|Datasheet||Specific References||Reviews||Related Products||Protocols|
|Human Cell lysate that Cynomolgus SELL / Selectin L / L-selectin transfected / overexpressed for Western blot (WB) positive control. The whole cell lysate is provided in 1X Sample Buffer (1X modified RIPA buffer+1X SDS loading buffer).|
|A DNA sequence encoding the cynomolgus SELL (Met1-Asn332) was expressed with a polyhistidine tag at the C-terminus.|
|The recombinant cynomolgus SELL comprises 315 amino acids and has a calculated molecular mass of 35.6 KDa. The apparent molecular mass of it is approximately 52-63 KDa respectively in SDS-PAGE.|
|Cell lysate was prepared by homogenization in ice-cold modified RIPA Lysis Buffer with cocktail of protease inhibitors (Sigma). Cell debris was removed by centrifugation. Protein concentration was determined by Bradford assay (Bio-Rad protein assay, Microplate Standard assay). The cell lysate was boiled for 5 min in 1 x SDS loading buffer (50 mM Tris-HCl pH 6.8, 12.5% glycerol, 1% sodium dodecylsulfate, 0.01% bromophenol blue) containing 5% b-mercaptoethanol, and lyophilized.|
|Modified RIPA Lysis Buffer: 50 mM Tris-HCl pH 7.4, 150 mM NaCl, 1mM EDTA, 1% Triton X-100, 0.1% SDS, 1% Sodium deoxycholate, 1mM PMSF.|
|12.5% SDS-PAGE Stained with Coomassie Blue after protein purification.|
|Samples are stable for up to twelve months from date of receipt.|
|1. Centrifuge the tube for a few seconds and ensure the pellet at the bottom of the tube. 2. Re-dissolve the pellet using 200μL pure water and boil for 2-5 min. 3. Store the lyophilized cell lysate at 4℃. After re-dissolution, recommend to aliquot it into smaller quantities and store at -80℃.|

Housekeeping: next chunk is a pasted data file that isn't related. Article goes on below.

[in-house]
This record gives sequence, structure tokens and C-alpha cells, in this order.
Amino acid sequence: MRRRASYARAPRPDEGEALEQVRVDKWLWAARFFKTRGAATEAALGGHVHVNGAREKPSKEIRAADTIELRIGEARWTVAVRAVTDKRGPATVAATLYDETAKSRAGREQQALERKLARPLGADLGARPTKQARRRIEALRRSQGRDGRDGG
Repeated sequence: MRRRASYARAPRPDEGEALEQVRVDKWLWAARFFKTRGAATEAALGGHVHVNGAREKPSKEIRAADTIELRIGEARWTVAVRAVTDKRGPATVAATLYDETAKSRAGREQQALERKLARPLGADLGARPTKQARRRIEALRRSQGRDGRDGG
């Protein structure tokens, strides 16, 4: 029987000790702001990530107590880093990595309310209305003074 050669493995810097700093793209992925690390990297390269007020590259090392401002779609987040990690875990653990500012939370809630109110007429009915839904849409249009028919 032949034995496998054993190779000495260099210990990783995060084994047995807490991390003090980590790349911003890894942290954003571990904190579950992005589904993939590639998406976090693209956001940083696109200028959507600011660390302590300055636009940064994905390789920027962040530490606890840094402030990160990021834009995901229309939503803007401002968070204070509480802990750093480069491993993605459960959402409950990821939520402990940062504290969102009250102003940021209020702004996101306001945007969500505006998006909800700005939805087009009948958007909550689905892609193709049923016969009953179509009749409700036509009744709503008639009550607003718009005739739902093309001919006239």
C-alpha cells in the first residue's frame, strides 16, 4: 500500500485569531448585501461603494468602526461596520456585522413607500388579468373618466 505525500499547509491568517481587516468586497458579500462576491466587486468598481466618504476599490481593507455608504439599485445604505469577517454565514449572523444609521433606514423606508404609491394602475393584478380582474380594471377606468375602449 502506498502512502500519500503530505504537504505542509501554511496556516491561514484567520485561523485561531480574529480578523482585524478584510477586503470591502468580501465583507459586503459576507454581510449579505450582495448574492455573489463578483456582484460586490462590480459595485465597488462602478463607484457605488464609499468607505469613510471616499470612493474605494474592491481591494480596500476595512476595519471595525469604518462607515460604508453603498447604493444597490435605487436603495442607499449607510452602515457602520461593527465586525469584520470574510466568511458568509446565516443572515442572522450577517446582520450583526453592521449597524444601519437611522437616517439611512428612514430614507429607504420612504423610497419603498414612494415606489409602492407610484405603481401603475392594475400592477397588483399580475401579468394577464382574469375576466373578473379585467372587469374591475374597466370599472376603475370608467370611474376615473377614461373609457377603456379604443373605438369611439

|1 X Sample Buffer (1 X modified RIPA buffer+1 X SDS loading buffer).|
|Store at 4℃. After re-dissolution, aliquot and store at -80℃.|
|Western blot (WB): Use at an assay dependent dilution.|
Other Applications: Not tested.
Optimal dilutions/concentrations should be determined by the end user.
L-selectin (SELL), also known as CD62L, is a key adhesion molecule that regulates both the migration of leukocytes at sites of inflammation and the recirculation of lymphocytes between blood and lymphoid tissues. It belongs to the selectin family of proteins, and consisting of a large, highly glycosylated, extracellular domain, a single spanning transmembrane domain and a small cytoplasmic tail. L-selectin is the only selectin expressed on leukocytes and mediates a number of leukocyte-endothelial interactions. L-selectin acts as a "homing receptor" for leukocytes to enter secondary lymphoid tissues via high endothelial venules. Ligands present on endothelial cells will bind to leukocyte expressing L-selectin, slowing leukocyte trafficking through the blood, and facilitating entry into a secondary lymphoid organ at that point. L-selectin-mediated lymphocyte recirculation is required for maintaining the appropriate tissue distribution of lymphocyte subpopulations including naïve and effector subsets such as regulatory T cells. In addition, L-selectin-mediated entry into peripheral lymph nodes is required for optimal induction of lymphocyte homeostatic proliferation during lymphopenia. Importantly, L-selectin has been shown to have both adhesive and signaling functions during leukocyte migration. L-selectin has also been shown to mediate leukocyte recruitment during chronic inflammatory and autoimmune diseases and thus is a potential therapeutic target for drug development.